From the creators of the Awesome Comics Podcast comes Awesome Comics #1, an anthology amassing the stories of the rude, the crude and the royally screwed. Fans of the podcast will most likely rejoice at this series, but I worry that potential fans may be scared away by its distinctive narrative style.
Awesome Comics #1 features three different stories plotted to be told over four issues. The first story, Murder Road, follows the exploits of almost every 80’s horror movie stereotype on a spooky road, where a road-raged ghost waits to mow down travelers. Story number two is Cockney Kung Fu, which stars a red-hot street-fighter dubbed the Soho Sister who is hellbent on kicking ass and taking names. And finally, rounding off the anthology is Vyper, the newest enemy to crime in 1985.
As a whole, the three stories within Awesome Comics #1 work well together. Despite having different creators, art designs and stories, their tones match up perfectly. Each comic pays homage to 1980s nostalgia, but unfortunately the period setting is not used that cleverly. There just wasn’t any particular moment where I was blown away.
Also, the endings for each comic are… underwhelming. It seems like the writers were trying to leave readers on cliffhangers, but they read more like dangling off a porch step. Murder Road does have an exciting ending; however, by its final pages so much of the story has already been dragged through the mud that the ending doesn’t pack the punch it wants to. Oh sorry, wrong story – it doesn’t collide with the reader. Anyway, to know Awesome Comics #1 is to examine each story of their own merits.
Of all the stories, Murder House has the most intriguing premise. Written by Vincent Hunt and Daniel Marc Chant, with artwork also done by Hunt, it boasts characters that audiences are all too familiar with: the classic eighties ‘final girl;’ the jerk boyfriend; worried mother… the list goes on. My main issue with Murder House, present in the other stories too, is how a huge portion of the dialogue is bulky exposition. The conversation between the mom and police officer brings the energy of Murder Road to a screeching halt. In any case, for any fan of horror, Murder House could serve as a cheap, yet fun popcorn thrill.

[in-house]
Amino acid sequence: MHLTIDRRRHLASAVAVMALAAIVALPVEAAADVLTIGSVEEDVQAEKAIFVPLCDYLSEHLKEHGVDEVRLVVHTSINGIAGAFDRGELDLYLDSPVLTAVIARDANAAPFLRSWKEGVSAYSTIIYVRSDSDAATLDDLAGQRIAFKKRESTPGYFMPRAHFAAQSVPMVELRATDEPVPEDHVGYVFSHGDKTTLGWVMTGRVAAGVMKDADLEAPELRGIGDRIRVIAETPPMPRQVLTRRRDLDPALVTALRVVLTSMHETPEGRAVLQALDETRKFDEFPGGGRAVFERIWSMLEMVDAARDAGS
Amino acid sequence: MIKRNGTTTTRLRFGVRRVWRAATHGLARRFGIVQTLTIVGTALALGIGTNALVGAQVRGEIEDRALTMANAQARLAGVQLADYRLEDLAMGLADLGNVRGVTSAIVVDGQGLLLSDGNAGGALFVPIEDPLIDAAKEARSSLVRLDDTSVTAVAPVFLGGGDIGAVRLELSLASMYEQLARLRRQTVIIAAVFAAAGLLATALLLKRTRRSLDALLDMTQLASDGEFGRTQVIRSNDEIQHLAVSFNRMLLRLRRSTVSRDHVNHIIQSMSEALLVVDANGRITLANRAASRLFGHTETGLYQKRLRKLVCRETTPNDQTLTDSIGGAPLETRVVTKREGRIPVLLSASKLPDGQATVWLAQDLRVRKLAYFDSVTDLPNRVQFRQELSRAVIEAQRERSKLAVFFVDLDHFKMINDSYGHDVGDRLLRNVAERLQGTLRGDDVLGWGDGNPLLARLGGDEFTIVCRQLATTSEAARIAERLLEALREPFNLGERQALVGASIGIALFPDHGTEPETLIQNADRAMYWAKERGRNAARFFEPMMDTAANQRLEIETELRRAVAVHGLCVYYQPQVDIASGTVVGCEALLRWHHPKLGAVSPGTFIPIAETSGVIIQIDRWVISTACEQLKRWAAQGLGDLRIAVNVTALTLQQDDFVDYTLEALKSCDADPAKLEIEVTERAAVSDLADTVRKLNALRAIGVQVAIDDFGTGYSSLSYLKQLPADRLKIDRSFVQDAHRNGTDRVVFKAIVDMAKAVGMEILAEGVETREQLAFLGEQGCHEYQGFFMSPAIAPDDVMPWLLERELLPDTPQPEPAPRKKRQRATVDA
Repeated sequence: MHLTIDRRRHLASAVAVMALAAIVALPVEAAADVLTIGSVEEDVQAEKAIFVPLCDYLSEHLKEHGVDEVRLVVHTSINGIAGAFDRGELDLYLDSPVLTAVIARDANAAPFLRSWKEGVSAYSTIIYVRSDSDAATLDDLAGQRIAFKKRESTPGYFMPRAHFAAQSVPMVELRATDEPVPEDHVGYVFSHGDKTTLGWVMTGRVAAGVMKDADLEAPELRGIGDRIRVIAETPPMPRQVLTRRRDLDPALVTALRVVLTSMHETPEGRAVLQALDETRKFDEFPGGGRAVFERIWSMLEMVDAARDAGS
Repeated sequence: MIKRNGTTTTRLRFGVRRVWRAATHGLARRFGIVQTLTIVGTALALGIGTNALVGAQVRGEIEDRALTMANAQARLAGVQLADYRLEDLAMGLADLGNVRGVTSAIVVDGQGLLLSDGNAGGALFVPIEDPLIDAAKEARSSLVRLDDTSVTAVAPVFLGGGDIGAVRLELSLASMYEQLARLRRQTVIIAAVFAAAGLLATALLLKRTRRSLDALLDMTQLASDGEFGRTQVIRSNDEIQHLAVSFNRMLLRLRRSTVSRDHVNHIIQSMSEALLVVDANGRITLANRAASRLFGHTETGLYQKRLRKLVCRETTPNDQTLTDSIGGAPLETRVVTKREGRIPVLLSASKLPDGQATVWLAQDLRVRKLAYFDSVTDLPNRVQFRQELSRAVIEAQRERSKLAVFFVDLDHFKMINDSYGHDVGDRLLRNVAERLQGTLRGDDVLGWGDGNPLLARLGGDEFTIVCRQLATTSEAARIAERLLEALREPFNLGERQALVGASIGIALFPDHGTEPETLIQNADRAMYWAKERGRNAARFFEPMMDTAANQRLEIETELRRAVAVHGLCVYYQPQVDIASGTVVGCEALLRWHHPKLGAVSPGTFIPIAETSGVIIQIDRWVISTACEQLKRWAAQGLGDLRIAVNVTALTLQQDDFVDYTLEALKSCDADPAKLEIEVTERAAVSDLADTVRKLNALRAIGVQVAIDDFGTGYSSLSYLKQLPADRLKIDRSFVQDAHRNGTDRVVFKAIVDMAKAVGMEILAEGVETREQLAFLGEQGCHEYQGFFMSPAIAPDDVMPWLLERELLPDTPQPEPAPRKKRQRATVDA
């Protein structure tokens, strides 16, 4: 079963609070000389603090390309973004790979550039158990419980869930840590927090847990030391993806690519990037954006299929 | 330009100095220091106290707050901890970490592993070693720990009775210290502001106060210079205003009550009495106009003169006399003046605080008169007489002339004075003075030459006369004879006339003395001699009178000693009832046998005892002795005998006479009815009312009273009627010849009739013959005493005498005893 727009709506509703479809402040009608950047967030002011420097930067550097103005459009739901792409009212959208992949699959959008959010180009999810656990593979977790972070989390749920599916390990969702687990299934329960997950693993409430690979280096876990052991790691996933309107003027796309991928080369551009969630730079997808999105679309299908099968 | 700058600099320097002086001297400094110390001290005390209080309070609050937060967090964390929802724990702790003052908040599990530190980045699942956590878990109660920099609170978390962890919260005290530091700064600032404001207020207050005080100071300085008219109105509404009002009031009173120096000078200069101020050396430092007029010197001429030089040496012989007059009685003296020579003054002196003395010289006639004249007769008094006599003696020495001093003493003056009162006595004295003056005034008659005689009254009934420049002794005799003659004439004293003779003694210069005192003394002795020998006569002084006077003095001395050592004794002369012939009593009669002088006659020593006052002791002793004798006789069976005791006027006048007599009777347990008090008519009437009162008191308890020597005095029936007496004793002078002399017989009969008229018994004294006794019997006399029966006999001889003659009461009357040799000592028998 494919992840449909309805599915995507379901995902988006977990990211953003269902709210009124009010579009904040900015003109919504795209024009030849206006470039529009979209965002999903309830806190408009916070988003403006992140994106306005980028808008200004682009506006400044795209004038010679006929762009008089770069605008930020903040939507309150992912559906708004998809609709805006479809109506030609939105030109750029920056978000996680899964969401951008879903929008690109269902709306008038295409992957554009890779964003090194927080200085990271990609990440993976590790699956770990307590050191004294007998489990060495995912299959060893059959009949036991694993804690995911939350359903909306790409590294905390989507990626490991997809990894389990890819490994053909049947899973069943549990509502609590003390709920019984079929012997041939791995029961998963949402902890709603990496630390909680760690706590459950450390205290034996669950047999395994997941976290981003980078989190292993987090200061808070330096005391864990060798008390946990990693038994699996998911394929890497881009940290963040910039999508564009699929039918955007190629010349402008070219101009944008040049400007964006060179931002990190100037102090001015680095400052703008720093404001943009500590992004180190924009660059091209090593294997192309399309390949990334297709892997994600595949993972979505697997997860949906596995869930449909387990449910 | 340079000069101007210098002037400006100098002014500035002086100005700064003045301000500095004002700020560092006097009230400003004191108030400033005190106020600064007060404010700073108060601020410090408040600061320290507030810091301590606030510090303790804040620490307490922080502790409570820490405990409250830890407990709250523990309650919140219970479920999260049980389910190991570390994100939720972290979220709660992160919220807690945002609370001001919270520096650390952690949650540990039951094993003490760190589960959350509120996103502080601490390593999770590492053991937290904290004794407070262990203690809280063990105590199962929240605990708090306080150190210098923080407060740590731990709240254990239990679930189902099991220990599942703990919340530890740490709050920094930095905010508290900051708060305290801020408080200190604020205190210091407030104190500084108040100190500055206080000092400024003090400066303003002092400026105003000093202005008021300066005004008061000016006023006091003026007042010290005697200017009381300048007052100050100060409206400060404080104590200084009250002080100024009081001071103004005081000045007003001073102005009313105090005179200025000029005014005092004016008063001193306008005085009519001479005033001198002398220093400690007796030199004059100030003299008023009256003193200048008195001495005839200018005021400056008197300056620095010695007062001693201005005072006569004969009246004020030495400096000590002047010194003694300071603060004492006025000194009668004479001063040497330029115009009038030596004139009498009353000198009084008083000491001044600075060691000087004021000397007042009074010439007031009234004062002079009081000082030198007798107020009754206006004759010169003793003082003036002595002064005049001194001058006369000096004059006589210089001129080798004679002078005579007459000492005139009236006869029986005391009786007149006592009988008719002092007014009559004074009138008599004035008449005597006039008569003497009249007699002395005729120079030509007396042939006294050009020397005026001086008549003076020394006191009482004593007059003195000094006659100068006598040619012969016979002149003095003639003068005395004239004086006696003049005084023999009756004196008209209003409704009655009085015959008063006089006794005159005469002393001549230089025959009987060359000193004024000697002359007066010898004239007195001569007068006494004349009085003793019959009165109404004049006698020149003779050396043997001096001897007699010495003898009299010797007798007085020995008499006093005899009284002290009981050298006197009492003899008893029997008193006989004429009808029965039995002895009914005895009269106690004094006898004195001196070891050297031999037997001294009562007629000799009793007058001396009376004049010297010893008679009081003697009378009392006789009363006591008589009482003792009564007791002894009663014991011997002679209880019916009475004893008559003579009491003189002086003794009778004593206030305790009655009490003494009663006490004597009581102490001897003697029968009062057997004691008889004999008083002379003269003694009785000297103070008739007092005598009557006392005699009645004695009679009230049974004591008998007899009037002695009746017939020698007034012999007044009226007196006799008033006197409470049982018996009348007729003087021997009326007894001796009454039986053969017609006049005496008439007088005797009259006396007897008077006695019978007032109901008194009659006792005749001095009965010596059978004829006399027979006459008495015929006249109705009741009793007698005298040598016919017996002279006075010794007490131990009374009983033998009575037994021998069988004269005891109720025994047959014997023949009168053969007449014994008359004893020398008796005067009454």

“Harsh” may be the best word to describe Cockney Kung Fu. Clearly, writer Tony Esmond and artist/letterer Nick Prolix had every intention of making a foul comic. The shortest comic in the anthology, Cockney Kung Fu is such an extreme one that readers will either love it or hate it. In the words of Cersei Lannister, “There is no middle ground.” The visual aspects will only back-up your stance. Cockney Kung Fu looks like a drunkenly-drawn Archie Comic.
However, the visual style makes sense with the storytelling. Personally, I thought this was the weakest story in the anthology, and not just because the story wasn’t my cup of tea. Where Murder House and Vyper are dialogue and plot-heavy, Cockney Kung Fu doesn’t really have much of a plot. What we get is a potty-mouthed woman fist fighting other potty-mouthed perverts. Readers should probably go rinse their mouths out with soap, just to be safe.
Finally there’s Vyper by Dan Butcher. Vyper has the sharpest design style by far, though, I wish Butcher had played more with shading, because a quick scroll through the book makes it look like a gray blur. As mentioned earlier, Vyper is dialogue heavy and like Murder House, it slows the pacing too much, especially given its exciting opening scene. Also as with Murder House, Vyper‘s characters are archetypal clichés. There are some chuckles sprinkled throughout; the police captain gets some laughs, but only because he’s super gross. This part of his character kind of breaks away from the stereotype he is meant to portray, but it was not enough for me to feel satisfied.
What my opinion of Awesome Comics #1 boils down to is taste and the taste of each reader will be different. Some readers will flock to its cruder, more absurd humor. And I expect that existing podcast fans will gravitate most to the comic. Others, like myself, will feel underwhelmed and that the comic falls short of being awesome.
Curious about Awesome Comic #1? What genres from the 1980s interest you? Check the Awesome Comics podcast out at their website, and tell us your thoughts in the comments or send us your thoughts on Facebook or Twitter!